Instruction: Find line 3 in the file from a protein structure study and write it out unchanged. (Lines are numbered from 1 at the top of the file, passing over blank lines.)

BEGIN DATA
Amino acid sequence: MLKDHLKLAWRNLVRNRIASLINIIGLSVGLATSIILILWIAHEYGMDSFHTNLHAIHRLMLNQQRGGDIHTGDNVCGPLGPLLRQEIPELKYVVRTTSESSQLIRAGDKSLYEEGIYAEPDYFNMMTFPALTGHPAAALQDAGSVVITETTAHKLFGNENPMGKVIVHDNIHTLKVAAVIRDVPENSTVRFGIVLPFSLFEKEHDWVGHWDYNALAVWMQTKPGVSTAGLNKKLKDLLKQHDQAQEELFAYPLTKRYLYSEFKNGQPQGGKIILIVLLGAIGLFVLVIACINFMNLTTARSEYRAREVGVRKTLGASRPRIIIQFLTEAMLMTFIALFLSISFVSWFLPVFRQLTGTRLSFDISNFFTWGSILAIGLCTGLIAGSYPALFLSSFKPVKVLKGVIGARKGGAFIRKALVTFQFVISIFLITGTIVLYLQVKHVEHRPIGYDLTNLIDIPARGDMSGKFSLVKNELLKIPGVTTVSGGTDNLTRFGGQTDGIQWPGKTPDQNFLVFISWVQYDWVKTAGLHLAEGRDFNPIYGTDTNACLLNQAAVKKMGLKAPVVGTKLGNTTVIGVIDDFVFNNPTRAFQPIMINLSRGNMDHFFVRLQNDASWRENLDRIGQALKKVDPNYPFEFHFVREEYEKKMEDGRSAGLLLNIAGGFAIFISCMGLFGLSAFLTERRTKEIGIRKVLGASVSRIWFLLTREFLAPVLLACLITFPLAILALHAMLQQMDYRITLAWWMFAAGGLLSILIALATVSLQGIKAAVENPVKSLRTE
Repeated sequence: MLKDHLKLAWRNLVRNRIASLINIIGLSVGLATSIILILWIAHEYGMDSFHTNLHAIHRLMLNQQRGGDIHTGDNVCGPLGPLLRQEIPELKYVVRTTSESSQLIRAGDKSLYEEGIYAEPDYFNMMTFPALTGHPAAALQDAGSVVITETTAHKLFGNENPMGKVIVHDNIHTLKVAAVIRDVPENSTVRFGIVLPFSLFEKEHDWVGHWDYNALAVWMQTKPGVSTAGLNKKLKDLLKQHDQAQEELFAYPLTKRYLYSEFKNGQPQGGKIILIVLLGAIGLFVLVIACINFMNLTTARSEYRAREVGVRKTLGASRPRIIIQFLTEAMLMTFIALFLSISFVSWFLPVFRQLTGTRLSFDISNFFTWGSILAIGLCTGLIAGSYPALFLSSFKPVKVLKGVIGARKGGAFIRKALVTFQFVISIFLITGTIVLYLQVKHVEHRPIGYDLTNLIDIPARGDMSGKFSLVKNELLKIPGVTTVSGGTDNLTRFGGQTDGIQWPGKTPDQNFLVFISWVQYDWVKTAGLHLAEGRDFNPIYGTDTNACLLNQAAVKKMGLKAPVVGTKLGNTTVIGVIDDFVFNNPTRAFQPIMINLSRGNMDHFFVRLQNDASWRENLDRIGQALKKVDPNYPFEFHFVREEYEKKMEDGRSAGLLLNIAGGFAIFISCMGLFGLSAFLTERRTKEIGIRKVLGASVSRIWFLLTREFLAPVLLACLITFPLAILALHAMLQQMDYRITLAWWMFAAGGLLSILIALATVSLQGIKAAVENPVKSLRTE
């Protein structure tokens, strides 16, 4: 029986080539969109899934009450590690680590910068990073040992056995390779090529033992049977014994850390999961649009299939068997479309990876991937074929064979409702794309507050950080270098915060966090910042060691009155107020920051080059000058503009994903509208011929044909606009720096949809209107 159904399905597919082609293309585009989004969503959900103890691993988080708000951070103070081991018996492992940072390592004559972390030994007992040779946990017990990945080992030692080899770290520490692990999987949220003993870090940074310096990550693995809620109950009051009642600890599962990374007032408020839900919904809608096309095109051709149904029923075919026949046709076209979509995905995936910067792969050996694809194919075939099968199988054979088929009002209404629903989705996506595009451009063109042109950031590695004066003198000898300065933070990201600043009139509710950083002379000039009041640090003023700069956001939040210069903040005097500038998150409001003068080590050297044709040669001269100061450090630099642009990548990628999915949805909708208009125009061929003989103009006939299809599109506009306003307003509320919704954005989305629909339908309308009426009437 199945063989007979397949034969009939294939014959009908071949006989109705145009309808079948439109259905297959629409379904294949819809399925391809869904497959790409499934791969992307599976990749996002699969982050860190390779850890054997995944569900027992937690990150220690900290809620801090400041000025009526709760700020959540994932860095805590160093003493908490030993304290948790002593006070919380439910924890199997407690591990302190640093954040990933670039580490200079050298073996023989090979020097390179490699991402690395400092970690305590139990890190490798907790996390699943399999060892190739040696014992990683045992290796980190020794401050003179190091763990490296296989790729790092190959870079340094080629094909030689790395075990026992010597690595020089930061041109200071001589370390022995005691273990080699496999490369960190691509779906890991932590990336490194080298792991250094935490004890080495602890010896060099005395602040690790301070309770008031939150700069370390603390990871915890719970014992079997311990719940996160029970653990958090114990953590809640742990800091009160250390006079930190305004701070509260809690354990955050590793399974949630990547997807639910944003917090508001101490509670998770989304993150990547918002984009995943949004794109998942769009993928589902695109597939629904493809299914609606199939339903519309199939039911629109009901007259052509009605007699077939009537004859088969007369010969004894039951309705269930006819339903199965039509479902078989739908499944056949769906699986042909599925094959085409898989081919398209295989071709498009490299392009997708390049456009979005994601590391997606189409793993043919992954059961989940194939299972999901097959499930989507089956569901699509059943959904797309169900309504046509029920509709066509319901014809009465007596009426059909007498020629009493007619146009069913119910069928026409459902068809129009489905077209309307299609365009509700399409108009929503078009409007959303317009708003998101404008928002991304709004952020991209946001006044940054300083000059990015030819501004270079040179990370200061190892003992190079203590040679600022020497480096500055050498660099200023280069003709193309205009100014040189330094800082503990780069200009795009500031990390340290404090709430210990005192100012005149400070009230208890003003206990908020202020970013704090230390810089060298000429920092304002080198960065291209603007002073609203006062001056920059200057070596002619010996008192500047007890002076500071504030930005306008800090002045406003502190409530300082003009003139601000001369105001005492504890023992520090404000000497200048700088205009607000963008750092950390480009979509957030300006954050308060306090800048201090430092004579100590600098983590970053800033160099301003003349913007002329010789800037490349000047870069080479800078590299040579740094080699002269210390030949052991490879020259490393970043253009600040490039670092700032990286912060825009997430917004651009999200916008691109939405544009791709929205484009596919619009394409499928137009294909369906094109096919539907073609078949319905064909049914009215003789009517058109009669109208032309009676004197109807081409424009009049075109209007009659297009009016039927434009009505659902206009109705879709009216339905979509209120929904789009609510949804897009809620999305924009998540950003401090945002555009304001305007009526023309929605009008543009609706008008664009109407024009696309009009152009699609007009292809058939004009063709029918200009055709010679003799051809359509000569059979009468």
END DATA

């Protein structure tokens, strides 16, 4: 029986080539969109899934009450590690680590910068990073040992056995390779090529033992049977014994850390999961649009299939068997479309990876991937074929064979409702794309507050950080270098915060966090910042060691009155107020920051080059000058503009994903509208011929044909606009720096949809209107 159904399905597919082609293309585009989004969503959900103890691993988080708000951070103070081991018996492992940072390592004559972390030994007992040779946990017990990945080992030692080899770290520490692990999987949220003993870090940074310096990550693995809620109950009051009642600890599962990374007032408020839900919904809608096309095109051709149904029923075919026949046709076209979509995905995936910067792969050996694809194919075939099968199988054979088929009002209404629903989705996506595009451009063109042109950031590695004066003198000898300065933070990201600043009139509710950083002379000039009041640090003023700069956001939040210069903040005097500038998150409001003068080590050297044709040669001269100061450090630099642009990548990628999915949805909708208009125009061929003989103009006939299809599109506009306003307003509320919704954005989305629909339908309308009426009437 199945063989007979397949034969009939294939014959009908071949006989109705145009309808079948439109259905297959629409379904294949819809399925391809869904497959790409499934791969992307599976990749996002699969982050860190390779850890054997995944569900027992937690990150220690900290809620801090400041000025009526709760700020959540994932860095805590160093003493908490030993304290948790002593006070919380439910924890199997407690591990302190640093954040990933670039580490200079050298073996023989090979020097390179490699991402690395400092970690305590139990890190490798907790996390699943399999060892190739040696014992990683045992290796980190020794401050003179190091763990490296296989790729790092190959870079340094080629094909030689790395075990026992010597690595020089930061041109200071001589370390022995005691273990080699496999490369960190691509779906890991932590990336490194080298792991250094935490004890080495602890010896060099005395602040690790301070309770008031939150700069370390603390990871915890719970014992079997311990719940996160029970653990958090114990953590809640742990800091009160250390006079930190305004701070509260809690354990955050590793399974949630990547997807639910944003917090508001101490509670998770989304993150990547918002984009995943949004794109998942769009993928589902695109597939629904493809299914609606199939339903519309199939039911629109009901007259052509009605007699077939009537004859088969007369010969004894039951309705269930006819339903199965039509479902078989739908499944056949769906699986042909599925094959085409898989081919398209295989071709498009490299392009997708390049456009979005994601590391997606189409793993043919992954059961989940194939299972999901097959499930989507089956569901699509059943959904797309169900309504046509029920509709066509319901014809009465007596009426059909007498020629009493007619146009069913119910069928026409459902068809129009489905077209309307299609365009509700399409108009929503078009409007959303317009708003998101404008928002991304709004952020991209946001006044940054300083000059990015030819501004270079040179990370200061190892003992190079203590040679600022020497480096500055050498660099200023280069003709193309205009100014040189330094800082503990780069200009795009500031990390340290404090709430210990005192100012005149400070009230208890003003206990908020202020970013704090230390810089060298000429920092304002080198960065291209603007002073609203006062001056920059200057070596002619010996008192500047007890002076500071504030930005306008800090002045406003502190409530300082003009003139601000001369105001005492504890023992520090404000000497200048700088205009607000963008750092950390480009979509957030300006954050308060306090800048201090430092004579100590600098983590970053800033160099301003003349913007002329010789800037490349000047870069080479800078590299040579740094080699002269210390030949052991490879020259490393970043253009600040490039670092700032990286912060825009997430917004651009999200916008691109939405544009791709929205484009596919619009394409499928137009294909369906094109096919539907073609078949319905064909049914009215003789009517058109009669109208032309009676004197109807081409424009009049075109209007009659297009009016039927434009009505659902206009109705879709009216339905979509209120929904789009609510949804897009809620999305924009998540950003401090945002555009304001305007009526023309929605009008543009609706008008664009109407024009696309009009152009699609007009292809058939004009063709029918200009055709010679003799051809359509000569059979009468």